At the 12th week of pregnancy, we performed a cerclage to avoid cervical distention by the expanding placenta. Since the natural barrier of the intact cervical channel containing cervical mucus was completely replaced by placental mass, we hypothesized an increased risk of ascending infections. For prevention, the patient presented weekly for clinical examination, determination of blood parameters (leucocytes and c-reactive protein), vaginal smear and cleaning of the vagina with 30 ml Lavasorb® (polyhexanid and macrogol). Until 26 + 0 weeks of gestation, pregnancy was uneventful and without vaginal bleeding episodes. In 29 + 5 weeks of gestation, corticoids were given for prevention of respiratory distress syndrome in case of preterm delivery. Due to missing experience with CEP management and to avoid an emergency operation, we decided on delivery in 30 + 0 weeks of gestation when the patient additionally reported unspecific abdominal pain.

We planned to leave the placenta in situ after delivery of the baby as a known efficacious procedure in cases of an abnormally invasive placenta (AIP) (Senthiles et al., 2018). Since the cervix uteri has no comparable muscle tissue like the corpus uteri that is able to produce contractions resulting in the delivery of the baby, we opted for a planned caesarean section. However, a fundal incision for fetal delivery was not possible since the whole cervical cavity was covered by the placenta including the internal os (Fig. 2A, 5 left). Only the most distal cervical tissue was free of placental attachment. Consecutively, we planned fetal delivery per cervicotomy followed by UAE after the baby´s delivery. For procedure planning an MRI with MR angiography was performed.

Fig. 2
figure 2

 A Cervical cavity was covered by the placenta including the internal os in pregnancy. B Cervical cavity was covered by the placenta including the internal os after delivery of the baby

Starting the operation with spinal anesthesia, ureteral stents were placed to prevent ureteral damage in case of an unplanned intrapartum hysterectomy. After transverse laparotomy, the urinary bladder was sharply dissected from the anterior uterine and cervical wall. Intra-operative sonography enabled us to identify the scarce placenta-free cervical tissue near the external os. The baby was delivered by transverse cervicotomy caudally of the placenta using Ligasure® scissors (Video S1). A male newborn with a weight of 1620 g was born. APGAR score was 8/8/9. Afterward, the cervical incision was closed rapidly with a continuous non-barbed suture using Vicryl CT-1. Cervicotomy was accompanied by strong bleeding. The patient got general anesthesia during this episode and received 2 red blood packages. After the closure of the uterus, the bleeding stopped immediately and the abdomen was closed. The patient remained in general anesthesia for UAE. During the angiography, the uterine artery was catheterized sequentially on both sides using a 4 F catheter (Glidecath, Terumo) in vertebral configuration. A coaxially introduced microcatheter (Renegade Hi-Flo, Boston Scientific) was advanced into the uterine artery on both sides, and calibrated microspheres (700–900 μm and 900–1200 μm, 1ml of each, Embosphere, Merit Medical) were given until visual reduction of placenta perfusion was achieved (Fig. 3A-E).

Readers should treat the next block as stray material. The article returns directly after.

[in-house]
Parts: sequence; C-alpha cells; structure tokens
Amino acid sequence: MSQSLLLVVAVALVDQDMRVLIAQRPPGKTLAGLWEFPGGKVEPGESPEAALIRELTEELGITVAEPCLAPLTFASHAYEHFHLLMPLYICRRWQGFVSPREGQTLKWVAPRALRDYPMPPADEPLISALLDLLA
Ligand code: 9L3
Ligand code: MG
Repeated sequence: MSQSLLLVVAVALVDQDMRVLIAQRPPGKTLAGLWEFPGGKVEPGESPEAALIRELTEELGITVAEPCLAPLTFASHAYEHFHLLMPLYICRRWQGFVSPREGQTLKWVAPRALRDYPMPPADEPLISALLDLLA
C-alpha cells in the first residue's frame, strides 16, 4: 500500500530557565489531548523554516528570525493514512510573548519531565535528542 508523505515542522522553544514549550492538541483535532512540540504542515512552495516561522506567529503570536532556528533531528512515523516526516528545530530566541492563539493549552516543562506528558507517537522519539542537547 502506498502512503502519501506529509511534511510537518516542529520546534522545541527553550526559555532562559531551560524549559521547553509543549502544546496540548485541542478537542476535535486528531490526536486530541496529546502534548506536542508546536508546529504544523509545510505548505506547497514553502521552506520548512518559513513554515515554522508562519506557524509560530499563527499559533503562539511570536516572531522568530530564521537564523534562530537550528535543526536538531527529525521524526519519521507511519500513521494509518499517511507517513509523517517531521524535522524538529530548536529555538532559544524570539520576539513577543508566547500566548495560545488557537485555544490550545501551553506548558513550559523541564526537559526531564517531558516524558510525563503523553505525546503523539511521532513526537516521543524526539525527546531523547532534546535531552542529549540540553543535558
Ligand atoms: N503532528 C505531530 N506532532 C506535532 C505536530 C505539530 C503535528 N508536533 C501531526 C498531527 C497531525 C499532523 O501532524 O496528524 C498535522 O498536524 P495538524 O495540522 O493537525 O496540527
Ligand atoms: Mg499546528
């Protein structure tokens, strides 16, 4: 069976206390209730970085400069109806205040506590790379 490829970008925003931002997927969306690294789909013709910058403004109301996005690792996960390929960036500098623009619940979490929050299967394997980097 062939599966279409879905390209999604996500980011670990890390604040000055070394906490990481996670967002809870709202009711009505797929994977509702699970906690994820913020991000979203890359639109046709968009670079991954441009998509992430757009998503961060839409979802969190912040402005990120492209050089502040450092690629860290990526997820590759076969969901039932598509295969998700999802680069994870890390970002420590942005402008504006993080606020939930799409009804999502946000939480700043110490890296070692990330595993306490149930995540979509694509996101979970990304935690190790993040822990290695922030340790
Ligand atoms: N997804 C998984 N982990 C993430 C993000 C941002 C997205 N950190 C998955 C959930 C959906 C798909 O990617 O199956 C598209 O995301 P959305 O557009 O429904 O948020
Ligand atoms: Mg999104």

Fig. 3
figure 3

Anatomic overview of pelvic arteries with 3D-MR-angiography as navigation guide for DAS (A). Catheter placement in right and left uterine arteries before (B, C) and after (D, E) UAE showing reduced perfusion to the uterus

Figure 2B shows the cervix with the placenta in situ after the delivery of the baby. Afterward, the patient developed progredient macrohematuria with decreasing hemoglobin requiring the transfusion of 2 additional red blood packages within 48 h. Ultrasound showed a floating, avascular placenta within a poor echogenic fluid-filled cervical space above the placental attachment (Fig. 4). We hypothesized a partial detachment of the placenta (Fig. 5 right) and decided on placental delivery via re-laparotomy. The cerclage was removed.